Great value eats
Siem Reap is full of restaurants but where to find very simple, very cheap street food?
In order to go truly local, you’ll need to remove yourself from Pub Street to find the street stalls. Opposite the Old Market come night time a few set up on the road — you’ll see the night market with its neon lights the other side of the river. They offer take-away, selling things like pancakes filled with banana or noodles. Don’t expect any chairs to sit on.
Around two years ago, plenty of street vendors set up with basic outdoor seating at the end of Pub Street, but with increasing development, bars and shops have taken their place. Though they may have disappeared from the very centre, they never disappeared entirely. Rather, they upped and moved to a street off Sivatha Boulevard. Heading away from Pub Street, turn left at the traffic lights where you see Park Hyatt Hotel on the corner on your left. Follow straight down this nameless road one minute (by tuk tuk) and you’ll hit the local fare with several street vendors on both sides.
With plenty of plastic chairs and basic tables, this is cheerful but not fancy. We have one particular favourite vendor on the left which we go to above all others mostly out of habit – Chae Ngek Restaurant, with the name is written on the sign above outside. The places don’t however differ much in either ambience or menus. It’s worth mentioning that tuk tuk drivers won’t know the names of individual restaurants – when we double-checked the name of Chae Ngek for some reason even the owner couldn’t remember it.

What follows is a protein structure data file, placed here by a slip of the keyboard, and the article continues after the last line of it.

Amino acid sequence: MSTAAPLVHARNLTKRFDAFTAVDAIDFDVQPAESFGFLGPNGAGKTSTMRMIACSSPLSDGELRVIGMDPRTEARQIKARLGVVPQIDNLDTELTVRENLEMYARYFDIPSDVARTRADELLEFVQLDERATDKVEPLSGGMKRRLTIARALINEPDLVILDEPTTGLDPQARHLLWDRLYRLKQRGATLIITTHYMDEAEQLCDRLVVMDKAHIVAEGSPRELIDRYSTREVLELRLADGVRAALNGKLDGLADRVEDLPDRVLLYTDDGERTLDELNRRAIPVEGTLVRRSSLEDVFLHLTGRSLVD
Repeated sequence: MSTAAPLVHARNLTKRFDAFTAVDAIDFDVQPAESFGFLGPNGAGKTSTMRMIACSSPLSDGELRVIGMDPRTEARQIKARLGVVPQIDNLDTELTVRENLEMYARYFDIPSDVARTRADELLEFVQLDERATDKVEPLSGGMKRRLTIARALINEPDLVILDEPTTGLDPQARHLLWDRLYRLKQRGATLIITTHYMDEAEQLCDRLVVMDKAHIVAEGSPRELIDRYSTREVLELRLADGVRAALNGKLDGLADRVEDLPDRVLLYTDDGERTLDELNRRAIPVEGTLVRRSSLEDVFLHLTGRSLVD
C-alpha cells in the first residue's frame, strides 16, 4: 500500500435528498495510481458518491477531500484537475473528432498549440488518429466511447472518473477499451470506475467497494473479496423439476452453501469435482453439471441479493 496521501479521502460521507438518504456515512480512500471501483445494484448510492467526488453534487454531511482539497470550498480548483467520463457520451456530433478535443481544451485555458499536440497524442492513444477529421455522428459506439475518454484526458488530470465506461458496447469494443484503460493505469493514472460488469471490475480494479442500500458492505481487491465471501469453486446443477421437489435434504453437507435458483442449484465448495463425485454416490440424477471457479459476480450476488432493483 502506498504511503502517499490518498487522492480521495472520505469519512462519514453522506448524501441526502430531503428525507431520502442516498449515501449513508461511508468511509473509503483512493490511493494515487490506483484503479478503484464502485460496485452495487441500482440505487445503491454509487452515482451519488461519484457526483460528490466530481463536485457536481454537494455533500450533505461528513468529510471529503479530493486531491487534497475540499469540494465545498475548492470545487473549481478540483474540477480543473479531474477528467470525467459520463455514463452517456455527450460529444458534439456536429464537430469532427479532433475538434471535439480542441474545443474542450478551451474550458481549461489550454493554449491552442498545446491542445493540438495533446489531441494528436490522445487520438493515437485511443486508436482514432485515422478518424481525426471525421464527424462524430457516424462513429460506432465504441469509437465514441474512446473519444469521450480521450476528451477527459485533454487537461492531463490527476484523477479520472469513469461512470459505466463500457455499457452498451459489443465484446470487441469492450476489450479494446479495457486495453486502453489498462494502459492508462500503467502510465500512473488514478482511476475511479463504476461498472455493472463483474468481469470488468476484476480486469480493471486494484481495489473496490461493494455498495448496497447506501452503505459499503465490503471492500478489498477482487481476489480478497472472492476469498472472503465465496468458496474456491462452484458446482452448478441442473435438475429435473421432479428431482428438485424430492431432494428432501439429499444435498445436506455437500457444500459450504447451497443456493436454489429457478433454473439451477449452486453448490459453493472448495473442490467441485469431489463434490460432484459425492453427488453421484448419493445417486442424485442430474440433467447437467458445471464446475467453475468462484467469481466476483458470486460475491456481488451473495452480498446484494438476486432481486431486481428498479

The prices reflect the basic setup, with fruit shakes at 3,000 riel and noodle soup at US$1.50. Almost all the food is US$1.50 – including at least 45 items listed on the menu beginning with the word fried. Fried noodle, fried rice, fried meat, fried vegetables – and their many variations: mix meat with vegetables and you have a brand new dish on the menu!
Due to their previous location in downtown Siem Reap they have kept their menus in English, making it very easy to order. The food is filling, portion sizes are generous, vegetables are fresh and we haven’t been able to spot them using MSG (but one can never guarantee this won’t be added at local restaurants). Flavours are simple – nothing too spicy, yet nothing too memorable. We recommend heading down here for value as a cheap eat – we can’t knock the price — and as a change from the busier tourist scene.
Caroline swapped the drizzle of Old Blighty for the dazzling sunshine of Siem Reap and she spends most weekends cycling the temple-studded terrain that she can call her backyard.
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